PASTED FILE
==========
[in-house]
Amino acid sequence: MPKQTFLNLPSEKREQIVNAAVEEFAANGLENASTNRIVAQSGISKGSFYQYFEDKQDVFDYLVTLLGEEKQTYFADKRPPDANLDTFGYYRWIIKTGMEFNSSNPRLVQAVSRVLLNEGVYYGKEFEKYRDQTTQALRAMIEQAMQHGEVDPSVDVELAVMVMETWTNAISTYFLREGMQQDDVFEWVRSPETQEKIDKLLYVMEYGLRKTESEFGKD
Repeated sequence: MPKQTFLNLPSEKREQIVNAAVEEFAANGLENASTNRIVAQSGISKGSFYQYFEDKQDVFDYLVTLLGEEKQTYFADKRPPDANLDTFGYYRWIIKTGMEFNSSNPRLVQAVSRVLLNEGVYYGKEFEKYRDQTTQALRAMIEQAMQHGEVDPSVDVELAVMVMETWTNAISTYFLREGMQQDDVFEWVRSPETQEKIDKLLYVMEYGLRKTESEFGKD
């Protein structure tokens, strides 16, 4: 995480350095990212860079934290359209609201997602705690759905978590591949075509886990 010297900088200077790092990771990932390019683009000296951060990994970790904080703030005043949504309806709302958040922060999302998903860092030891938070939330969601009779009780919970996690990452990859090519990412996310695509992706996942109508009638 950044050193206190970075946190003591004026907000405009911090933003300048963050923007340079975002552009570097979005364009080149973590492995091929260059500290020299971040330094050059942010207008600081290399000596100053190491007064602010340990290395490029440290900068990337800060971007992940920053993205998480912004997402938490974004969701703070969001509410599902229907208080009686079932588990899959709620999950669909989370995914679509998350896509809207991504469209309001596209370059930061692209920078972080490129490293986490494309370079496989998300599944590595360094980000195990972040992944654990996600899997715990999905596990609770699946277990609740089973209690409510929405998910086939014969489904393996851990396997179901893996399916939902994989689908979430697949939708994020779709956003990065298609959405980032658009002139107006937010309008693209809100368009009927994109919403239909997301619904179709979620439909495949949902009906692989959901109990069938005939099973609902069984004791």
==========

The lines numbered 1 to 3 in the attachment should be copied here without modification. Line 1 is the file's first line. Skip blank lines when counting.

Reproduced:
[in-house]
Amino acid sequence: MPKQTFLNLPSEKREQIVNAAVEEFAANGLENASTNRIVAQSGISKGSFYQYFEDKQDVFDYLVTLLGEEKQTYFADKRPPDANLDTFGYYRWIIKTGMEFNSSNPRLVQAVSRVLLNEGVYYGKEFEKYRDQTTQALRAMIEQAMQHGEVDPSVDVELAVMVMETWTNAISTYFLREGMQQDDVFEWVRSPETQEKIDKLLYVMEYGLRKTESEFGKD
Repeated sequence: MPKQTFLNLPSEKREQIVNAAVEEFAANGLENASTNRIVAQSGISKGSFYQYFEDKQDVFDYLVTLLGEEKQTYFADKRPPDANLDTFGYYRWIIKTGMEFNSSNPRLVQAVSRVLLNEGVYYGKEFEKYRDQTTQALRAMIEQAMQHGEVDPSVDVELAVMVMETWTNAISTYFLREGMQQDDVFEWVRSPETQEKIDKLLYVMEYGLRKTESEFGKD